Nov 1, 2010

Slumming it...

Emily May

What I'm reading: Tempting the Negotiator by Zana Bell

Listening to: Salmonella Dub

Watching: Outback Wildlife Rescue

Making me smile: the snowball tree is flowering!

This month my third Regency romance, The Unmasking of a Lady, is out in the UK and North America. This is what I call my 'slum' book. Yes, there are glittering ballrooms, but my hero and heroine also venture into London's slums on several occasions.

To research the slums, I turned to Charles Dickens. He's a little after my time period, but he had personal experience of the slums. I thought I'd share some of his truly flavoursome descriptions, ones you can taste on your tongue!

From Bleak House:

...a black, dilapidated street, avoided by all decent people ... these tumbling tenements contain, by night, a swarm of misery. As on the ruined human wretch, vermin parasites appear, so, these ruined shelters have bred a crowd of foul existence that crawls in and out of gaps in walls and boards; and coils itself to sleep, in maggot numbers, where the rain drips in; and comes and goes, fetching and carrying fever...

Also from Bleak House:

...Mr Snagsby passes along the middle of a villainous street, undrained, unventilated, deep in black mud and corrupt water--though the roads are dry elsewhere--and reeking of such smells and sights that he, who has lived in London all his life, can scarce believe his senses. Branching from this street and its heaps of ruins, are other streets and courts so infamous that Mr Snagsby sickens in body and mind, and feels as if he were going, every moment deeper down, into the infernal gulf.

And from Oliver Twist:

The kennel was stagnant and filthy. The very rats, which here and there lay putrfying in its rottenness, were hideous with famine.

Can't you just smell that rat? Fabulous stuff! I had a lot of fun writing the slums scenes. Thank you, Dickens, for painting such vivid word-pictures!

Any Dickens fans out there? Or not? I have to confess that I find him rather wordy and a bit over the top at times, but he's great for dipping into for descriptions like those above. And there have been some marvellous BBC adaptations of his books!


  1. Oh please don't make us taste CD's slumming flavoursome descriptions on our tongues!
    I agree his descriptions are wordy but it takes you there. It does paints vivid pictures in the mind.


  2. Those descriptions are very vivid, makes me super super glad I don't live there!!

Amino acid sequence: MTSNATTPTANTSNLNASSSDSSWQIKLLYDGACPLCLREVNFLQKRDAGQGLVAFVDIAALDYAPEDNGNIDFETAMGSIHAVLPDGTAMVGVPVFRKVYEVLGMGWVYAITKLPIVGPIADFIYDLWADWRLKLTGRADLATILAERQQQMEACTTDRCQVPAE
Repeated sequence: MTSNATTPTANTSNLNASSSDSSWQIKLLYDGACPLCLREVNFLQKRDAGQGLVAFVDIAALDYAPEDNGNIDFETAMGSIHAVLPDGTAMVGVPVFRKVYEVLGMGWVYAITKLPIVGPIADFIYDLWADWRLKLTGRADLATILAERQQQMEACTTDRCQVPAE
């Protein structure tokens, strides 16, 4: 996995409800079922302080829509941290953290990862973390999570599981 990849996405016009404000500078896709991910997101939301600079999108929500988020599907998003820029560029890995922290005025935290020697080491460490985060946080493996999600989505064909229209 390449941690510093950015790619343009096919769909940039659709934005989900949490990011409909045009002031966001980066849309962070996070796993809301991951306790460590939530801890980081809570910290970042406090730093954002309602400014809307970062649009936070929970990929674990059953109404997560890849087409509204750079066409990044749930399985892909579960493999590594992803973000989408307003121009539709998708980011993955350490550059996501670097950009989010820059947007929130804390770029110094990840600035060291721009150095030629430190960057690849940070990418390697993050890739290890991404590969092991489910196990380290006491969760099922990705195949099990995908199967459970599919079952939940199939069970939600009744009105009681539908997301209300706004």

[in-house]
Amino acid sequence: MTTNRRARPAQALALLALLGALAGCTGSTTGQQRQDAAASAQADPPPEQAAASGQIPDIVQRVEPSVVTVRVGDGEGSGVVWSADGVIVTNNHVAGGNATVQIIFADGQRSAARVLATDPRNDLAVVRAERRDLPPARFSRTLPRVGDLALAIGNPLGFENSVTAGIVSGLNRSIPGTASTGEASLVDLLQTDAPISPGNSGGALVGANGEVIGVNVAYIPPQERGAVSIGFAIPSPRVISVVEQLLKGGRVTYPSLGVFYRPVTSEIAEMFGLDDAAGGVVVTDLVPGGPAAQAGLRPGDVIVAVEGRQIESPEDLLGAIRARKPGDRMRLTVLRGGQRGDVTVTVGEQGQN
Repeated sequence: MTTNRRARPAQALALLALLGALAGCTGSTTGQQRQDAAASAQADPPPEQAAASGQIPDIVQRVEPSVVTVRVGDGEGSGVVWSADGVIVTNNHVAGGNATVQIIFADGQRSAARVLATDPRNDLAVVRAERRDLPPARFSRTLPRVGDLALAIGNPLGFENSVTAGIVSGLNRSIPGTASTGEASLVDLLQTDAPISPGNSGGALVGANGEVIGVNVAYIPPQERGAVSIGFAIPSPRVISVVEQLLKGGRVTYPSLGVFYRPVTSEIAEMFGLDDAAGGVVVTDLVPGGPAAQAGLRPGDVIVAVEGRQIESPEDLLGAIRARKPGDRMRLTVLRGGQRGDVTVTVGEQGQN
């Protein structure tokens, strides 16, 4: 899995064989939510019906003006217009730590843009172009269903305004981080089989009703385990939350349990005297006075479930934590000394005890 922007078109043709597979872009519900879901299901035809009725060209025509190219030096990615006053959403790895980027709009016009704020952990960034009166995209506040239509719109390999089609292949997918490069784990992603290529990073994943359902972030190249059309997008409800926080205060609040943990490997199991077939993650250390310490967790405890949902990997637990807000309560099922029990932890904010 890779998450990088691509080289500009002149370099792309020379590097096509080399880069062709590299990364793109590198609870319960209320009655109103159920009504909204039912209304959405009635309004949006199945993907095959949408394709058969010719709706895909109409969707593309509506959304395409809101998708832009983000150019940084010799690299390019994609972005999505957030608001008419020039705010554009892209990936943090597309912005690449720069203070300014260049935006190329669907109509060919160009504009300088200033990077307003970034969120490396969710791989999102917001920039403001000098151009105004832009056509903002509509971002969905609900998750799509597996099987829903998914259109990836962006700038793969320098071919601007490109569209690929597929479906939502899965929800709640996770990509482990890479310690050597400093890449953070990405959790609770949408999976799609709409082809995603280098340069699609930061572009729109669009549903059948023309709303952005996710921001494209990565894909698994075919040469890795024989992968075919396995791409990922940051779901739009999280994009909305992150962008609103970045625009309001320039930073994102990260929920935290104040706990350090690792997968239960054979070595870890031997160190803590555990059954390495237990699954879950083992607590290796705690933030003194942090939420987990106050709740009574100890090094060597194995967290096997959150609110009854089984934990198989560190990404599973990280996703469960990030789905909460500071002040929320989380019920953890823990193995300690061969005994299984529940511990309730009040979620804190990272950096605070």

Congrats Emily on the release of your third regency romance!
    I have quite a few Lovecat books on my bedside table, time to read a few more! =)

  3. I agree, Nas -- he sure paints a vivid picture! I should read more Dickens; he was certainly a master of the English language!

  4. Absolutely, Mel -- SUPER glad. Yeah, lots of LoveCat books out there. I have a pile too and am working my way down it. Thoroughly enjoying Zana's TTN at the moment!

  5. Amazingly evocative descriptions, Emily. I can't think of a better author to go to for research into the Victorian slums of London.

    I love Dickens. Yes, he's wordy and his novels are loose and baggy monsters, but so exuberant! I sometimes think I love them because of their flaws. Have you read Our Mutual Friend? Bella Wilfer is my second favourite heroine of all time.

    Am so looking forward to reading The Unmasking of a Lady :-)

  6. Loose and baggy monsters -- what a marvellous description Michelle! I haven't read Our Mutual Friend. Actually, I haven't read many of his books. I'm thinking I should make a resolution to read one a year. Might start with Nicholas Nickleby.

  7. Emily, it's been such a long, long, loooong time since I've read Dickens... in fact, I think it was Great Expectations in high school. But after reading your blog, I think I'll have to revisit his books. Your first quote from Bleak House especially gave me the shivers - that phrase "in maggot numbers"! Powerful!

    Can't wait for The Unmasking of a Lady - will we see it on the shelf here next month?

  8. That maggot line is great, isn't it Sharon! Yes, The Unmasking of a Lady is out downunder next month, in the Summer Blockbuster with three other titles. I'm expecting the author copies any day now!

  9. I LOVE Dickens! After Austen, he's my favourite. My goal in life is to read ALL his works. I'm halfway there ;-)

  10. Wow, Jo, I'm impressed! I'm nowhere near halfway. Guess I'd better get started!

  11. I keep getting interrupted by teaching/writing/studying...and other authors ( a certain E. May!) Plus I feel that the next one I read should be A Tale of Two Cities, but it starts so slowly...

  12. Now that's one I have actually read, Jo! I must read it again, but like you say, there's so much other stuff that keeps interrupting. Dickens' books aren't quick reads!

  13. I have to confess, I like the BBC adaptions better than the books themselves but having read such enthusiastic comments, I'm beginning to feel like I ought to go back and try him again. I don't think I've read him since uni.

    Well done Em, on your latest. Really looking forward to it.

  14. Yes, I know, Zana, the BBC adaptations are excellent! I often find that TV and film make classics more accessible, e.g. Shakespeare, which I struggle to read, but love on film, and ditto Dickens. The wordiness that makes the written works daunting is eliminated, but the wonderful story and the flavour of it all still remains.

  15. Emily, those descriptions are so evocative!

    By the way, I have great news to report: today I snaffled myself a copy of Beauty and The Scarred Hero. Yay! There were only 2 copies left on the shelves, so it's lucky I didn't leave it any longer to make the trip to the shops.

    Can't wait to start it!!

  16. I hope you like it, Rachel. There are no slums in it, but quite a few stray animals!